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Suntec REIT: 3 Quick Facts You Could Have Missed
Corporate Digest | 03 April 2014
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By: Peter Ng
Articles (81) Profile

Many would be familiar with Suntec City, the five-towered building litted with a massive screen on one of the building’s exterior, situated diagonally from the war memorial at the City Hall district. Given its name, it comes at no surprise that the Suntec City is owned by Suntec Real Estate Investment Trust (Suntec REIT).

However, there could be some interesting facts, fine prints which one could have missed out about the REIT, including owning several other properties under its portfolio despite its name. But, this does not involve inconspicuous rumours about Li Ka-Shing’s intention of constructing Suntec City’s layout, representing a fengshui piece to “trap wealth”.

Marina Bay Financial Centre Properties (MBFC)

Located in the heart of the Marina Bay district, Suntec REIT silently possesses a one-third interest in MBFC properties through the acquisition of a stake in BFC Development. Wait, isn’t MBFC properties under Keppel Real Estate Investment Trust’s (Keppel REIT) portfolio?

Indeed, the remaining stakes are co-owned alongside with property giants, Keppel REIT and Hongkong Land, given that the development was a partnership between the three companies.

As MBFC properties were developed in two phases, Suntec REIT’s ownership in MBFC properties comprises of developments under phase one. These properties consist of MBFC Towers One and Two as well as the Marina Bay Link Mall. Also within the phase one development of MBFC properties, one might wonder why is Marina Bay Residences excluded?

The answer point to Suntec REIT’s focus of maintaining a portfolio of commercial properties including retail and office space which Marina Bay Residences do not fall under.

Park Mall

Besides being a home furnishing mall for high end furniture or a less crowded hang out, Park Mall seems to be the less popular alternative compared to the almost always jam-packed Plaza Singapura (under CapitaMall’s Trust portfolio).

Before this property is deemed as a problem child for Suntec REIT, Park Mall’s performance on the other hand tells a different story. Net property income for 2013 and 2012 came in at $17.9 million and $17.1 million respectively.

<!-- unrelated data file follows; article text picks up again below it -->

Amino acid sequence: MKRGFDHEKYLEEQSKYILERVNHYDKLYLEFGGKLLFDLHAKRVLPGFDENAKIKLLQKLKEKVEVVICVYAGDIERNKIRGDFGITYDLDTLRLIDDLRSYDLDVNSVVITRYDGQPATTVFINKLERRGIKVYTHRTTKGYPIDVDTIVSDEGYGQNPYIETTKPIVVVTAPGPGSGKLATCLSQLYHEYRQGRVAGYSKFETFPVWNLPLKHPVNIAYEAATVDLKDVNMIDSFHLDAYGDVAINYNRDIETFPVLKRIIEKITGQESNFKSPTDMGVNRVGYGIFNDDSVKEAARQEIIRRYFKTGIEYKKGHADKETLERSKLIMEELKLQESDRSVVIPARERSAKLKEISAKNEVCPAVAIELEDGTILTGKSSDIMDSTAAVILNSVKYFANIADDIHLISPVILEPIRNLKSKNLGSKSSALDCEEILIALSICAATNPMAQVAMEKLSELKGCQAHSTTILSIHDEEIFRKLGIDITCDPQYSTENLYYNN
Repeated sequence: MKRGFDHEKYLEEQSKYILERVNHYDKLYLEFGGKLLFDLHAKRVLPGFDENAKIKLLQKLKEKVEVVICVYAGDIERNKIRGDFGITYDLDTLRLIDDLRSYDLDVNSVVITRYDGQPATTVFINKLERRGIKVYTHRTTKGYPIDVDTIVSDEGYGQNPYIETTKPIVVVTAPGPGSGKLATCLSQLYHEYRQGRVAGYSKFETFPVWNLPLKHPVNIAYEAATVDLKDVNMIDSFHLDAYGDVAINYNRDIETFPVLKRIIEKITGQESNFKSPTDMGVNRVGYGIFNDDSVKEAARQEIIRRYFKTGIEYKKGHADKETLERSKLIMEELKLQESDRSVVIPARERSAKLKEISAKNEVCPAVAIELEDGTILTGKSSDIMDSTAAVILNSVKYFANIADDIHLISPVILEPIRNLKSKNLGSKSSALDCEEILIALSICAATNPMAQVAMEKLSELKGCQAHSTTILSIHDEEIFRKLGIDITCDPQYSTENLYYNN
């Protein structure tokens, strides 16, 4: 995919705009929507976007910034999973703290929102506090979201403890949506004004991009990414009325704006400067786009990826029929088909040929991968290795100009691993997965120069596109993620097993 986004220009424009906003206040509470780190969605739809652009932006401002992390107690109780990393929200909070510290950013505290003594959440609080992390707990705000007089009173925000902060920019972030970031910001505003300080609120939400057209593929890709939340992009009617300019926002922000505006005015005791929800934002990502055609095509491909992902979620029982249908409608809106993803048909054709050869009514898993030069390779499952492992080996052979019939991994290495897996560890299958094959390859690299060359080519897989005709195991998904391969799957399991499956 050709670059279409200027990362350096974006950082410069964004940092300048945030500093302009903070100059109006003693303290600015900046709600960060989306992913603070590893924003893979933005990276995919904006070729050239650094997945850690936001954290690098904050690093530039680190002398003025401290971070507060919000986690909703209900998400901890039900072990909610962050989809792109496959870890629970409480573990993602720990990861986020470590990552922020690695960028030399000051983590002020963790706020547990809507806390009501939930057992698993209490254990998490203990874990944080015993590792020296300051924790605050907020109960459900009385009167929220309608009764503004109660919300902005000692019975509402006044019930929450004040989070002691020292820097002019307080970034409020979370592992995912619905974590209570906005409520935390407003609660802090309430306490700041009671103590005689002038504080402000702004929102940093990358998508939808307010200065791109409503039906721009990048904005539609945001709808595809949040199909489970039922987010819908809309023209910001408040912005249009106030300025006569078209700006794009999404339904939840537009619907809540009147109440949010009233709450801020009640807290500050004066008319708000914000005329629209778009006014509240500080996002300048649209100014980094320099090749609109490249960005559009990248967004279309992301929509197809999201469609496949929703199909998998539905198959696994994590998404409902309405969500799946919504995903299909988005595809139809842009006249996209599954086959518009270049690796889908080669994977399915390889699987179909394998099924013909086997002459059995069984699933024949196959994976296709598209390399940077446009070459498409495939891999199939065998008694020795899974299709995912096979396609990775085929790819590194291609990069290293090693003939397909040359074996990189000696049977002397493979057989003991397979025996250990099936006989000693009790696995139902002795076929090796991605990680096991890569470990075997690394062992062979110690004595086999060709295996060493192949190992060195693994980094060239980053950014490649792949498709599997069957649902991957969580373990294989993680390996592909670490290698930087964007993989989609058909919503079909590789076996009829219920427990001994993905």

When matched against the property’s purchase price of $245.1 million, a rental yield of 7 percent is derived from Park Mall. This ranks the property first with the highest return of investment among Suntec REIT’s portfolio.

Further, with two strips of land along Penang Road acquired from the Singapore Government for $15.1 million, this could potentially be a catalyst for increased distribution for Suntec REIT as a result of asset enhancement initiative in the near future.

Convertible Bonds

As the term convertible bonds appear, it is only natural for existing shareholders to wonder what’s the conversion price and dilution involved in the bond issue. However, in the case of Suntec REIT, the $280 million convertible bond issue carries a conversion price of $2.111 per share.

At a closing price of $1.67 per share on 2 April 2014, contrary to a dilution, these convertible bonds are issued at a premium to its current share price.

Nevertheless, even if share price were to fall below the conversion price, this would still bid well for Suntec REIT since the yield of 1.4 percent on the convertible bond is way lower than its average cost of debt of 2.7 percent, providing a cheaper way of financing for the REIT.

Investment Merits

  • Proven track record of yield accretive acquisition.
  • Potential to ride on tight office space supply as office rental begins to stabilise.
  • Consistent distribution per unit.

Investment Risks

  • Concentrated lease portfolio of banking services in One Raffles Quay and MBFC Properties.
  • Gearing is standing relatively higher compared to other office and retail REITs at 38 percent.
  • Acquisition of 177 Pacific Highway would only begin contribution in 2016.

SI Research Takeaway

As an investor, it is important that we understand that buying shares represents a stake in the company regardless of how small the amount is.

The next time before your next share purchase, put yourself in the shoes of someone who is actually buying over the entire business. In this way, you will be forced to exert as much due diligence as you can. I will end off the article with a quote from Peter Lynch, “Investing without research is like playing stud poker and never looking at the cards.”

Disclosure: I have long positions in Suntec REIT and CapitaMall Trust.

Backed by a strong interest in investments, Peter's research spans across a range of industries, with his focus placed on companies listed on the SGX.

Please click here for more information about this author.

CapitaLand Mall Trust  -- -- --   
Business: Co owns and invests in quality income-producing assets which are used, or predominantly used, for retail purposes primarily in Singapore.

Insight: Apr-19, 1Q19 gross revenue and NPI rose 10% and 11... Read More
Suntec REIT  -- -- --   
Business: Real Estate Invs Trust. Ppties incl Suntec Office Towers, Suntec City Mall & Park Mall. [FY18 Turnover] Office (46.8%), Retail (34%), Others (Ad space, car park income , convention & exhibits) (19.2%).

Insight: Jan-19, FY18 gross revenue rose 2.6% to $363.5m du... Read More


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